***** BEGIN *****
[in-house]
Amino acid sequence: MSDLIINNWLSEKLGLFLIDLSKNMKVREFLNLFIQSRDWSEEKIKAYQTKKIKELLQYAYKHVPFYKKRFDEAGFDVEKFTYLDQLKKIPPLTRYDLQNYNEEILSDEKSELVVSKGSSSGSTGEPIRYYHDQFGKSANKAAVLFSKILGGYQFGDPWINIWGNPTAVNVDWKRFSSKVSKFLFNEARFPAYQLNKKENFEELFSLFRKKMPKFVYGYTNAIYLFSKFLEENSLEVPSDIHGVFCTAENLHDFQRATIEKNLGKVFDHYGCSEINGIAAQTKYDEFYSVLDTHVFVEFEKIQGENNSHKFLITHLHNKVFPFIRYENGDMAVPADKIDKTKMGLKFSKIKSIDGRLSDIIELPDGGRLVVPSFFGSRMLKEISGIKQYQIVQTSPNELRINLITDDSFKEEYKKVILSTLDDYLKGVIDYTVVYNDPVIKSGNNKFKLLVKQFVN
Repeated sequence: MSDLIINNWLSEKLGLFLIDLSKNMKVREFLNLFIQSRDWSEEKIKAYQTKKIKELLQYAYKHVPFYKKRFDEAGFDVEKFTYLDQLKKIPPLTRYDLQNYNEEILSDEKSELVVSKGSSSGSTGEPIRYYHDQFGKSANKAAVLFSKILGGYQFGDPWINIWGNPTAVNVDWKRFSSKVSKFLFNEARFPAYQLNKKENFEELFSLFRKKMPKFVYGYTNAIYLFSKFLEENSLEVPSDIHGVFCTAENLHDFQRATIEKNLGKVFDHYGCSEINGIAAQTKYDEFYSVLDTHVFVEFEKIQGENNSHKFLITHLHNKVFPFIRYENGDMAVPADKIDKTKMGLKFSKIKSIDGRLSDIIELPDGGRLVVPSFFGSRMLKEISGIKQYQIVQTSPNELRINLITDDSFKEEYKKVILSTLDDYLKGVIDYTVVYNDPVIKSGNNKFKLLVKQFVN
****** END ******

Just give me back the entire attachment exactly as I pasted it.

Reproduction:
[in-house]
Amino acid sequence: MSDLIINNWLSEKLGLFLIDLSKNMKVREFLNLFIQSRDWSEEKIKAYQTKKIKELLQYAYKHVPFYKKRFDEAGFDVEKFTYLDQLKKIPPLTRYDLQNYNEEILSDEKSELVVSKGSSSGSTGEPIRYYHDQFGKSANKAAVLFSKILGGYQFGDPWINIWGNPTAVNVDWKRFSSKVSKFLFNEARFPAYQLNKKENFEELFSLFRKKMPKFVYGYTNAIYLFSKFLEENSLEVPSDIHGVFCTAENLHDFQRATIEKNLGKVFDHYGCSEINGIAAQTKYDEFYSVLDTHVFVEFEKIQGENNSHKFLITHLHNKVFPFIRYENGDMAVPADKIDKTKMGLKFSKIKSIDGRLSDIIELPDGGRLVVPSFFGSRMLKEISGIKQYQIVQTSPNELRINLITDDSFKEEYKKVILSTLDDYLKGVIDYTVVYNDPVIKSGNNKFKLLVKQFVN
Repeated sequence: MSDLIINNWLSEKLGLFLIDLSKNMKVREFLNLFIQSRDWSEEKIKAYQTKKIKELLQYAYKHVPFYKKRFDEAGFDVEKFTYLDQLKKIPPLTRYDLQNYNEEILSDEKSELVVSKGSSSGSTGEPIRYYHDQFGKSANKAAVLFSKILGGYQFGDPWINIWGNPTAVNVDWKRFSSKVSKFLFNEARFPAYQLNKKENFEELFSLFRKKMPKFVYGYTNAIYLFSKFLEENSLEVPSDIHGVFCTAENLHDFQRATIEKNLGKVFDHYGCSEINGIAAQTKYDEFYSVLDTHVFVEFEKIQGENNSHKFLITHLHNKVFPFIRYENGDMAVPADKIDKTKMGLKFSKIKSIDGRLSDIIELPDGGRLVVPSFFGSRMLKEISGIKQYQIVQTSPNELRINLITDDSFKEEYKKVILSTLDDYLKGVIDYTVVYNDPVIKSGNNKFKLLVKQFVN